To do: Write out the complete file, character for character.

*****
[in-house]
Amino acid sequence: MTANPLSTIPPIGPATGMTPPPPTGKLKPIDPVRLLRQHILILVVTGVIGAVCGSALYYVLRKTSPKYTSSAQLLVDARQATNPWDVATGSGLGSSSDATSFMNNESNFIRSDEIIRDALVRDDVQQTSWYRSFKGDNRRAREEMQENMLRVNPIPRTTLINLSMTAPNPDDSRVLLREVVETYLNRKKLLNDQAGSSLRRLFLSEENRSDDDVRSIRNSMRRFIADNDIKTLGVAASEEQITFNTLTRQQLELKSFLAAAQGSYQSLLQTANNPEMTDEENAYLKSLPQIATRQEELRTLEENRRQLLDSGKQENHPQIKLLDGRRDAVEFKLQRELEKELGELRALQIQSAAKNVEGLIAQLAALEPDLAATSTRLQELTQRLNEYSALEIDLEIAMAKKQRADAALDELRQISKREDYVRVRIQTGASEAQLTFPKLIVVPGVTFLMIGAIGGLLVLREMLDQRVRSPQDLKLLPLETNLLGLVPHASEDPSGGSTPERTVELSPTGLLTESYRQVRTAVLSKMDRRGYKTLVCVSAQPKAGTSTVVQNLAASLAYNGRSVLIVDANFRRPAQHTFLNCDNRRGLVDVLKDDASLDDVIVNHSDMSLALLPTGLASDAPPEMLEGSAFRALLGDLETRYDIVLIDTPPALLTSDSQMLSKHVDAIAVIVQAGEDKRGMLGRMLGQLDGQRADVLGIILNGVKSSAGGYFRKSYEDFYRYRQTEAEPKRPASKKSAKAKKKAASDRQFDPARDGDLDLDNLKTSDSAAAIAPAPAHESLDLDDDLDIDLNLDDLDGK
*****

[in-house]
Amino acid sequence: MTANPLSTIPPIGPATGMTPPPPTGKLKPIDPVRLLRQHILILVVTGVIGAVCGSALYYVLRKTSPKYTSSAQLLVDARQATNPWDVATGSGLGSSSDATSFMNNESNFIRSDEIIRDALVRDDVQQTSWYRSFKGDNRRAREEMQENMLRVNPIPRTTLINLSMTAPNPDDSRVLLREVVETYLNRKKLLNDQAGSSLRRLFLSEENRSDDDVRSIRNSMRRFIADNDIKTLGVAASEEQITFNTLTRQQLELKSFLAAAQGSYQSLLQTANNPEMTDEENAYLKSLPQIATRQEELRTLEENRRQLLDSGKQENHPQIKLLDGRRDAVEFKLQRELEKELGELRALQIQSAAKNVEGLIAQLAALEPDLAATSTRLQELTQRLNEYSALEIDLEIAMAKKQRADAALDELRQISKREDYVRVRIQTGASEAQLTFPKLIVVPGVTFLMIGAIGGLLVLREMLDQRVRSPQDLKLLPLETNLLGLVPHASEDPSGGSTPERTVELSPTGLLTESYRQVRTAVLSKMDRRGYKTLVCVSAQPKAGTSTVVQNLAASLAYNGRSVLIVDANFRRPAQHTFLNCDNRRGLVDVLKDDASLDDVIVNHSDMSLALLPTGLASDAPPEMLEGSAFRALLGDLETRYDIVLIDTPPALLTSDSQMLSKHVDAIAVIVQAGEDKRGMLGRMLGQLDGQRADVLGIILNGVKSSAGGYFRKSYEDFYRYRQTEAEPKRPASKKSAKAKKKAASDRQFDPARDGDLDLDNLKTSDSAAAIAPAPAHESLDLDDDLDIDLNLDDLDGK